“We figure that this represents the buildup of mercury during and since the last Ice Age,” said Schaefer.

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If the Arctic mercury burden further increases, it could be yet another way that climate change takes a toll on the native communities living there. “We expect a bunch of it to be released , but we don’t know exactly how much, and when, and where it will be released ,” Schaefer said.

politics 2018-02-05 bacteria arctic change . Its also full of dormant bacteria that we know nothing about and could be dangerous. But in other news memos and emails. I was just saying the other day, “We need more mercury -infused mystery bacteria in this world.

Mercury, a naturally occurring element, binds with living matter across the planet — but the Arctic is special. Normally, as plants die and decay, they decompose and mercury is released back to the atmosphere. But in the Arctic, plants often do not fully decay but instead, their roots are frozen, and then become buried by layers of soil. This suspends mercury within the plants, where it can be remobilized again if permafrost thaws.

How much would be released depends on how much the permafrost thaws — which in turn depends on the volume of greenhouse gas emissions. But permafrost thaw has begun in some places and scientists project that it will continue over the course of the century. The current study says that with current emissions levels through 2100, permafrost could shrink by between 30 and 99 percent.

The question then becomes where this mercury will go, and what it will do — and the scientists say they aren’t sure of that. It could flush out through rivers into the Arctic ocean — or it could enter the atmosphere. Or both. That remains to be determined.

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toxic - mercury - and - climate - change - is - going - to - release - it /?utm_term=.d4da48f6cb64 … pic.twitter.com/smzBQQoIzi. It would have been helpful if the GRL paper characterized the form of Hg being measured, as it has a direct effect on eventual transport & toxicity of Hg released .

We already knew that thawing Arctic permafrost would release powerful greenhouse gases. That cycle would be scary enough, but U.S. government scientists on Monday revealed that the permafrost also contains large volumes of mercury , a toxic element humans have already been pumping into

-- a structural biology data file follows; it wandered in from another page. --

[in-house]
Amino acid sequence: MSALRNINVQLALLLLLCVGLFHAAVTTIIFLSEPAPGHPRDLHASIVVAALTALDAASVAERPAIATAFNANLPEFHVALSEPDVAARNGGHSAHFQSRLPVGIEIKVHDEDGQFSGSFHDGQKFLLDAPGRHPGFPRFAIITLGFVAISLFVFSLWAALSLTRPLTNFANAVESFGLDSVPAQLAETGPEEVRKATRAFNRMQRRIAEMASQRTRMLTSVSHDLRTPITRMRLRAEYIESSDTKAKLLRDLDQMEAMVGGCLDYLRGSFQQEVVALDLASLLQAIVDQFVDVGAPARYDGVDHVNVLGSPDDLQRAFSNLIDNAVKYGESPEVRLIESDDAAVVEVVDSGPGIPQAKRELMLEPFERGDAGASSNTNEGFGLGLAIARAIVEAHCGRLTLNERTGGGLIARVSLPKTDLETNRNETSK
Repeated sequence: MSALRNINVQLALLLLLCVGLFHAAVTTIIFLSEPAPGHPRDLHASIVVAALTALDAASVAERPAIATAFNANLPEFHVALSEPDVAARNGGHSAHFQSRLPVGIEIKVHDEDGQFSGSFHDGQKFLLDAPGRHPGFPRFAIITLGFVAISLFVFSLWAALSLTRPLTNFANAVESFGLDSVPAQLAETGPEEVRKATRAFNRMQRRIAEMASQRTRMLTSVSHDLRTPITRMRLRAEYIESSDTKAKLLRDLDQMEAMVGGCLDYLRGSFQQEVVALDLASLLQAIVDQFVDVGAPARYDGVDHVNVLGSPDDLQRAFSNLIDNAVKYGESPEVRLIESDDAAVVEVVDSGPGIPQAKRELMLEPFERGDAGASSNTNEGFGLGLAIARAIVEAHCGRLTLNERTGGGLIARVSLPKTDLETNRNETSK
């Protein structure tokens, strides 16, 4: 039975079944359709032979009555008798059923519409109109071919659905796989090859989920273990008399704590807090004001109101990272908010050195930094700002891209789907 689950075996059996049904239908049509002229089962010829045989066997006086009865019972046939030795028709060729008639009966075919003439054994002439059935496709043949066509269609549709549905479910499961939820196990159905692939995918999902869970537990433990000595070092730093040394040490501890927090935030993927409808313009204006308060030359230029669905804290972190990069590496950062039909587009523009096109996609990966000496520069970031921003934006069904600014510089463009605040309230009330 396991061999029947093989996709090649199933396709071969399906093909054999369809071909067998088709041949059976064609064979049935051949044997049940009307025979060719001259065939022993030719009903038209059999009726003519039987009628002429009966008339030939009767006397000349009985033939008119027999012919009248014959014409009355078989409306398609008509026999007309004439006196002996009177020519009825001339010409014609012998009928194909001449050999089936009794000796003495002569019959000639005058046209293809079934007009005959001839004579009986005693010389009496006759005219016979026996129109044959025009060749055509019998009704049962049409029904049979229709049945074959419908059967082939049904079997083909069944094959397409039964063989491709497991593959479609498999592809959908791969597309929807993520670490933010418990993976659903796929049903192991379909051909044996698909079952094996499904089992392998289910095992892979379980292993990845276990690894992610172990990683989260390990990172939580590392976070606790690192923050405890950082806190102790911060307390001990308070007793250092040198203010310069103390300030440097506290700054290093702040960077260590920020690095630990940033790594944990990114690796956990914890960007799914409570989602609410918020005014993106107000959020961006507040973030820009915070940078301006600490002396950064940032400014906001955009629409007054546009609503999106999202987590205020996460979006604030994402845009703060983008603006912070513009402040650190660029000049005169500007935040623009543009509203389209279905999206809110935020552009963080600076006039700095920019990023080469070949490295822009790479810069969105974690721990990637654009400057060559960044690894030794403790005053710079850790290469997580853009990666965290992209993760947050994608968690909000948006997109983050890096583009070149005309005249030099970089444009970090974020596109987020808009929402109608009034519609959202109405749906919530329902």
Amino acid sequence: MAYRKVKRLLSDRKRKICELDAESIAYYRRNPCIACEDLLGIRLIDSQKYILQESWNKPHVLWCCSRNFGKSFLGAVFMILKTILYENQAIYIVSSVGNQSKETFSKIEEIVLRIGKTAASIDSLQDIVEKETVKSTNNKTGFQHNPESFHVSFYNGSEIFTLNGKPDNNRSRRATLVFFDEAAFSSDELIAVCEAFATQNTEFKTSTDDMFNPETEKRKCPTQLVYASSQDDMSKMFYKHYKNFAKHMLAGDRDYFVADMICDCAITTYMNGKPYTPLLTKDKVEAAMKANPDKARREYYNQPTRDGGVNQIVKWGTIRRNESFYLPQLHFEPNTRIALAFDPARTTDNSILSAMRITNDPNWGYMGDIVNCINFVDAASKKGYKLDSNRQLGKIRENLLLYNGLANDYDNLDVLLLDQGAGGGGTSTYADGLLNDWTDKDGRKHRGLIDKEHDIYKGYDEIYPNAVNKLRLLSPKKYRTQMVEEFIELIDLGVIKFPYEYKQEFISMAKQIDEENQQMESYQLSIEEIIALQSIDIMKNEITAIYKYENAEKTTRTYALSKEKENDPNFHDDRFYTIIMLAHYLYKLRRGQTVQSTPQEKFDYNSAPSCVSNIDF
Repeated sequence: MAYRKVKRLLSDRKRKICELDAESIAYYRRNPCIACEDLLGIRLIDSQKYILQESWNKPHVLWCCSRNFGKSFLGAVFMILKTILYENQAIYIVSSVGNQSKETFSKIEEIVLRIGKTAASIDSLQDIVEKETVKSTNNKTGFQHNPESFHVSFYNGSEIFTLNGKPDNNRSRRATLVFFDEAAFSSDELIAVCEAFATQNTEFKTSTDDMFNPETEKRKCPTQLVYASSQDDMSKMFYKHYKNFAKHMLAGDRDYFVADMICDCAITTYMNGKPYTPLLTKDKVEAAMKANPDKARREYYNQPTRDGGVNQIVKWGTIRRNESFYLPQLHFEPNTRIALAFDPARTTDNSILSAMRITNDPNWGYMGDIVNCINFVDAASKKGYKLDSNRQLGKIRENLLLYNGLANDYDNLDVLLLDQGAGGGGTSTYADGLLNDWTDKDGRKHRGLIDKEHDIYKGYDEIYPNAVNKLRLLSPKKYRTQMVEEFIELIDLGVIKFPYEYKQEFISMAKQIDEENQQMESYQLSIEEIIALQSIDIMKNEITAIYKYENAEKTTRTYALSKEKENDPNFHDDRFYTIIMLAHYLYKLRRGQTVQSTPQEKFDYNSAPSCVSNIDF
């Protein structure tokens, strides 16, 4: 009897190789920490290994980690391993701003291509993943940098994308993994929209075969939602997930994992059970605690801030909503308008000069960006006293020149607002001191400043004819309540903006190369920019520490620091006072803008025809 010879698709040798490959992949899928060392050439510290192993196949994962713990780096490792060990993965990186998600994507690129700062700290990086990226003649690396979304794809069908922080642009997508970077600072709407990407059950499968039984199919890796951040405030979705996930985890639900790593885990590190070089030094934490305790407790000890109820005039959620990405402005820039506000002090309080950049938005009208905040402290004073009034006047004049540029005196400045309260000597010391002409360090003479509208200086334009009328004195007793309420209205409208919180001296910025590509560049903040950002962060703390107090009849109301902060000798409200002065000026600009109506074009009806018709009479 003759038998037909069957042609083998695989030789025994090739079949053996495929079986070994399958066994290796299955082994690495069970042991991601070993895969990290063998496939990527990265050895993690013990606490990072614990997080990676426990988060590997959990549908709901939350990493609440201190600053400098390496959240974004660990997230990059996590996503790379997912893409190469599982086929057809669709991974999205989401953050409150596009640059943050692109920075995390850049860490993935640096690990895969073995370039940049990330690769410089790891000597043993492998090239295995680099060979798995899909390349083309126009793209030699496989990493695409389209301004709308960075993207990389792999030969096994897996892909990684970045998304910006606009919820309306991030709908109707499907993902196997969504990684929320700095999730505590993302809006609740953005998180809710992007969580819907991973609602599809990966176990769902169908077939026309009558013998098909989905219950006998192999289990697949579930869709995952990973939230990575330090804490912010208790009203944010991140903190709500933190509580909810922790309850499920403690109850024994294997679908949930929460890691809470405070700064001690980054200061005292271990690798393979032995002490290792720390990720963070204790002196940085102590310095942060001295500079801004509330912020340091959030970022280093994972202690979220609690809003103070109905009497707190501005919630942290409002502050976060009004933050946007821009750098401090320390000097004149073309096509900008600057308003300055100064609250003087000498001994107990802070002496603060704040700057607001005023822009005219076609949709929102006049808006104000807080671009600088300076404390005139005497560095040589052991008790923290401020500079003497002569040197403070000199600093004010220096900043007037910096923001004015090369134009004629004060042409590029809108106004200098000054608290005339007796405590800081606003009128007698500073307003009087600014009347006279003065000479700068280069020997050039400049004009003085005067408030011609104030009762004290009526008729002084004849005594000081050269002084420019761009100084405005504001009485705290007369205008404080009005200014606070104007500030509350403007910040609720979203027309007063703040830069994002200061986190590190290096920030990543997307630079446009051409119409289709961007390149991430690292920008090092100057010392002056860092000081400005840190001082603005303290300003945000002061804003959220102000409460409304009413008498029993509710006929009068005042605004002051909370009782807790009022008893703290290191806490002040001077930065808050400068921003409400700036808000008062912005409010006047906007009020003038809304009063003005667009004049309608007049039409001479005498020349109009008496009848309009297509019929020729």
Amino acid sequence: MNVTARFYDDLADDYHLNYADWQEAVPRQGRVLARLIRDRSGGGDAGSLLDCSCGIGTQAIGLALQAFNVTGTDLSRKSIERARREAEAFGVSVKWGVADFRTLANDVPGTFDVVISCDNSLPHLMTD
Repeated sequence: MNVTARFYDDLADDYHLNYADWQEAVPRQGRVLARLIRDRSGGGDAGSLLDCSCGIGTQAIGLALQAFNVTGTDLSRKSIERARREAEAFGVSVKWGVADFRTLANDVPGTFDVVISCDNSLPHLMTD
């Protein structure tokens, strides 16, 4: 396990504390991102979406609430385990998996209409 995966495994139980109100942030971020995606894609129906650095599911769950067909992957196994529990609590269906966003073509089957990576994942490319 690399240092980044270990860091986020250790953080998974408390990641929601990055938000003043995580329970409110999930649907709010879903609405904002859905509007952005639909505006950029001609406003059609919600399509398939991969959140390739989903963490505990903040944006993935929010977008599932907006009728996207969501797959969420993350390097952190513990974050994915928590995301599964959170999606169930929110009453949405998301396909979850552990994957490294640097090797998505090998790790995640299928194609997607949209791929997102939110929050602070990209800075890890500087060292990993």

The problem is that mercury, although naturally occurring, is damaging to humans and wildlife, especially in certain forms. We’re already causing buried mercury to enter the atmosphere by burning coal, which lofts the element into the atmosphere where it travels long distances. When it rains out into the ocean or lakes, it enters the food chain, first accumulating in the bodies of microorganisms and then growing increasingly concentrated in predators that feed off smaller organisms — for instance, larger fish.

When humans consume mercury laden fish in too large quantities, it can be dangerous — especially for pregnant mothers.

In the Arctic, mercury can also accumulate in the bodies of major mammal predators, like polar bears or narwhal, a phenomenon that has been documented. If the Arctic mercury burden further increases, it could be yet another way that climate change takes a toll on the native communities living there.

“We expect a bunch of it to be released, but we don’t know exactly how much, and when, and where it will be released,” said Schaefer.

“The results of this study are concerning because what we’re learning is that not only is permafrost a massive storage for carbon that will feedback on global climate, but permafrost also stores a globally significant pool of mercury, which is at risk of being released into the environment when permafrost thaws,” said Sue Natali, a permafrost expert at the Woods Hole Research Center who was not involved in the current study, in a statement. “This is especially concerning, given the predominance of wetland ecosystems in the Arctic — these wetland and aquatic ecosystems are areas where mercury is converted into a form that is taken up into the food web, placing humans and wildlife at risk.”

“But the magnitude of this risk is as yet unknown,” Natali continued. “The best option for managing these permafrost-related risks is to keep the permafrost — and the carbon and mercury contained in permafrost — frozen, through immediate reduction of fossil fuel emissions.”